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October 2001

An Integrated City University Responds to the WTC Crisis

Bold, High-Tech TV Magazine Invites "Study with the Best"
NYC Past in Full Array At Inaugural History Festival
CUNY Community Colleges: Vital to City Economy
Arthur Miller Drops Back In for Finley Award at CCNY Dinner
Archaeologists Research Vikings
Faculty Experts Join Collaboration on World Trade Center Future
New Research Foundation Head
Asthma Initiative at BCC Registers Major Success
Oysters Reintroduced to Bay
York Grad Makes Naval History
Managing the 9/11 Crisis at BMCC
Hunter Cartographers Prepare Vital Ground Zero Maps For Rescue
CCNY’s Rosenberg/Humphrey Interns Continue Public Service Tradition
City Tech Prof Sheds Light on Titanic
New Device for Medical Diagnonis
Mina Rees, Pioneering Military Scientist
Annual Perspectives Nears 25th Anniversary
University to HIV Children: “Toys (and Lots Else) Are Us”
 
 
University to HIV Children:
"Toys (and Lots Else) Are Us"

Betancourt, at right, helps release balloons in memory of those lost to AIDS at the annual "Parade of Gifts" in City Tech's Atrium Gallery.
Back in 1986, when the HIV/AIDS epidemic was in its years of explosive growth, Professor Frank Betancourt and some of his students in the Hospitality Management Department at New York City Technical College sensed the need for toys and TLC for children in the city infected with or affected by the disease. Their holiday-season drive brought in about 500 toys that first year.

Recognizing the continuing need for such help to young victims of HIV/AIDS, Betancourt formally established the Gifts for Special Children Project under City Tech auspices, and since then the Project has grown into a monster—a very nice monster, mind you, filled with the decidedly un-Grinch-like spirit of giving. It is estimated that 100,000 toys for infants up to 16-year-olds have been distributed by the Project so far. Betancourt, who now chairs the Hospitality Management Department, expects to gather about 9,000 gifts this year, They will go to more than 25 metropolitan-area institutions serving children with HIV/AIDS.

The drive kicks off in early November and, as usual, climaxes with a gala December luncheon honoring outstanding individuals in the pediatric HIV/AIDS field held in City Tech's Janet Lefler Dining Room, followed by a gathering around the assembled toys in the College's Atrium Building Gallery. This year the awards ceremony and the viewing of the small Mt. Everest of toys will be on the afternoon of Dec. 13th. Betancourt's active fund-raising in the private and corporate sector (not to mention his "special" way of involving College students, faculty, and staff) has made it possible for the Project to add several more "chapters" to the toy story. The Project also outfits hospitals with such equipment as highchairs, swings, strollers, and cribs; it creates child- life and clinic play areas with crafts materials, computer and video games, and televisions in waiting-room areas; and to date it has created seventeen mini-childrenôs libraries in centers and clinics.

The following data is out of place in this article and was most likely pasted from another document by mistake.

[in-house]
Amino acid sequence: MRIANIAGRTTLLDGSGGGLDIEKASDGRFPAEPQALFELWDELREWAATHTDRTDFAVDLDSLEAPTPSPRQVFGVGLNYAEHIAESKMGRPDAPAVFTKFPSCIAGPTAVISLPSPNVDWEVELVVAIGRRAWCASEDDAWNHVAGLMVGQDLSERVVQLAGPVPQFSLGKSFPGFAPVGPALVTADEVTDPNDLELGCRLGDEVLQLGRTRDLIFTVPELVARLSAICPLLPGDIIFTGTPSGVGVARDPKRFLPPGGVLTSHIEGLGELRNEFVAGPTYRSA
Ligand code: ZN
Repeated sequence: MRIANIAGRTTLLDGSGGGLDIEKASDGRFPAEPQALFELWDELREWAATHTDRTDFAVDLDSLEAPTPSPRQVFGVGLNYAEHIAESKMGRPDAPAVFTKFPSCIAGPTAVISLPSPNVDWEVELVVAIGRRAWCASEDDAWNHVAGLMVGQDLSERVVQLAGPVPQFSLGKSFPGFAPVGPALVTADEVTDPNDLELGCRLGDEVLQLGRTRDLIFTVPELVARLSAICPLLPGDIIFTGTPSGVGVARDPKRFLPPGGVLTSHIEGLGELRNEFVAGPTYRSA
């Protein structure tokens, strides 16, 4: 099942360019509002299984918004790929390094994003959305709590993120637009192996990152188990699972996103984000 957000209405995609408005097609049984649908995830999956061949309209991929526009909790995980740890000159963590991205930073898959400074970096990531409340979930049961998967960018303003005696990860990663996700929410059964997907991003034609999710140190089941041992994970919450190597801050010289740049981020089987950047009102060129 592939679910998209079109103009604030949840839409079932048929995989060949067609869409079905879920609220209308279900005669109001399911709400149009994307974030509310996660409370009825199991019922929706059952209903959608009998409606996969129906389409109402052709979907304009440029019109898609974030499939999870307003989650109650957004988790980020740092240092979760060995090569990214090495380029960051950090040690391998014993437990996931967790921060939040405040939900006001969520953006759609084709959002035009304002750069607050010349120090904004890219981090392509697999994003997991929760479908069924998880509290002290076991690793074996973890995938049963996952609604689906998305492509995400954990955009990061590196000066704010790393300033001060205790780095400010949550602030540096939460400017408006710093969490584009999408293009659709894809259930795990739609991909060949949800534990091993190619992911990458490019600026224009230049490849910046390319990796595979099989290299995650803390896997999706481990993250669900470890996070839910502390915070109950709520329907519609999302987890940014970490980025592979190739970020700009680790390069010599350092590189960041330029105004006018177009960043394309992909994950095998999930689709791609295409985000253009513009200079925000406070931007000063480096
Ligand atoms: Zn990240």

The Project also boasts a speakers bureau that disseminates information debunking myths and misconceptions about the disease, as well as a special events bureau that facilities when outside organizations desire to provide parties for special children. The Project has also pushed beyond the Christmas season with such programs as "Give a Bunny Day" in the spring. The Project's close association with the Brooklyn AIDS Task Force (BATF), where it helps fund the Nancy Duran Child Life Center, is no surprise. BATF's founding chair in 1987, Dr. Victor Ayala, has been a City Tech colleague of Betancourt's since the mid-80s and has been involved with the Project from the early days. (Ayala is now chair of City Techôs Human Services Department.)

The Special Gifts Award-winners are invariably from flung walks of life. Among them have been, for example, Clara "Mother" Hale of Harlem's Hale House (the first recipient), Phyllis Gurdin, founder of the Leake & Watts specialized foster care program for HIV/AIDS, Patrick O'Connell, the founder of Visual AIDS, and Joey DiPaolo, the Staten Island teenager whose struggle with AIDS inspired a TV movie and who became a vocal media activist.

Betancourtôs devotion to youngsters with HIV has extended well beyond the Project. Since 1985 he and his partner, Dante Tarantini, have adopted six boys with HIV. Alex, Jonathan, Mickey, and Michael have died, but 16-year-old Davon is now in high school and 11-year-old Dante is thriving, having sero-converted to negative status. "We have four angels in heaven and two little devils here," Betancourt says with obvious affection.